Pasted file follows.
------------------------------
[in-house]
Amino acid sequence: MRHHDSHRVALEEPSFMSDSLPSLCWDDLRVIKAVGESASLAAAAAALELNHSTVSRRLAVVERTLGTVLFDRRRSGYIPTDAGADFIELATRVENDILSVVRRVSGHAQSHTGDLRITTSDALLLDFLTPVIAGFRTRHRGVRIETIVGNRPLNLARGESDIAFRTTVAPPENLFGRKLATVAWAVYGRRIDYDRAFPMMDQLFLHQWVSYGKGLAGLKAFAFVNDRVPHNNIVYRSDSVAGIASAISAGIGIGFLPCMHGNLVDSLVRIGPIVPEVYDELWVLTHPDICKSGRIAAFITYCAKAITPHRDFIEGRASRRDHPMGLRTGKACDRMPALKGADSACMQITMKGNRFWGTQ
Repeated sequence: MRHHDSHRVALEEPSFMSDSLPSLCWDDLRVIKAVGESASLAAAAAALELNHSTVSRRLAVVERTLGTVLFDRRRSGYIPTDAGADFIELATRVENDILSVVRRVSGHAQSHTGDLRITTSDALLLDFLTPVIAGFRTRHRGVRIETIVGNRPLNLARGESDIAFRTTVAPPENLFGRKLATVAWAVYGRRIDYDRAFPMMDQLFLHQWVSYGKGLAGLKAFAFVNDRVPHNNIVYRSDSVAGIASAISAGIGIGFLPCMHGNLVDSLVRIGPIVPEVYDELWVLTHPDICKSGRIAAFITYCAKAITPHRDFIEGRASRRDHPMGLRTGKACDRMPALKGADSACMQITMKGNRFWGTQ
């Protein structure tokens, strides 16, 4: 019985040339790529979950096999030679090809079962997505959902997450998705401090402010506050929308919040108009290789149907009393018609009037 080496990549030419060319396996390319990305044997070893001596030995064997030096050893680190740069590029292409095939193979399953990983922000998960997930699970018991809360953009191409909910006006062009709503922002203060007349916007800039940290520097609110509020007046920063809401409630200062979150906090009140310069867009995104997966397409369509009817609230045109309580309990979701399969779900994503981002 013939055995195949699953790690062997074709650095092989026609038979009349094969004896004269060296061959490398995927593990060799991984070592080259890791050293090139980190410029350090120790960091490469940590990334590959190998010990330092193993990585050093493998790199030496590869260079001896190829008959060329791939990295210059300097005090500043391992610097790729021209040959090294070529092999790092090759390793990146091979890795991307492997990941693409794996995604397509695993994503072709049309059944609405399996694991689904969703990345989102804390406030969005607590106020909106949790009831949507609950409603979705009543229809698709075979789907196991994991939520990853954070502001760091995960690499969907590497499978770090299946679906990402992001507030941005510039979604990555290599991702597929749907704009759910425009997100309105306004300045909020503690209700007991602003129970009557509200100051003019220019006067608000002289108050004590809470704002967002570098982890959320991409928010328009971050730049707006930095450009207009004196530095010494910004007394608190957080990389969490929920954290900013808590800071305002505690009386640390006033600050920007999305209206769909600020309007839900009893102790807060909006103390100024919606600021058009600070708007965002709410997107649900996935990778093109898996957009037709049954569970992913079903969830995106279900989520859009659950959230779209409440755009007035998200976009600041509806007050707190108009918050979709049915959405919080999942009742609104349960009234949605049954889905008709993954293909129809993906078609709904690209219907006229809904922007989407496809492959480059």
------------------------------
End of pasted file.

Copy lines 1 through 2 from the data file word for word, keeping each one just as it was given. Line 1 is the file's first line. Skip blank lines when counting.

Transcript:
[in-house]
Amino acid sequence: MRHHDSHRVALEEPSFMSDSLPSLCWDDLRVIKAVGESASLAAAAAALELNHSTVSRRLAVVERTLGTVLFDRRRSGYIPTDAGADFIELATRVENDILSVVRRVSGHAQSHTGDLRITTSDALLLDFLTPVIAGFRTRHRGVRIETIVGNRPLNLARGESDIAFRTTVAPPENLFGRKLATVAWAVYGRRIDYDRAFPMMDQLFLHQWVSYGKGLAGLKAFAFVNDRVPHNNIVYRSDSVAGIASAISAGIGIGFLPCMHGNLVDSLVRIGPIVPEVYDELWVLTHPDICKSGRIAAFITYCAKAITPHRDFIEGRASRRDHPMGLRTGKACDRMPALKGADSACMQITMKGNRFWGTQ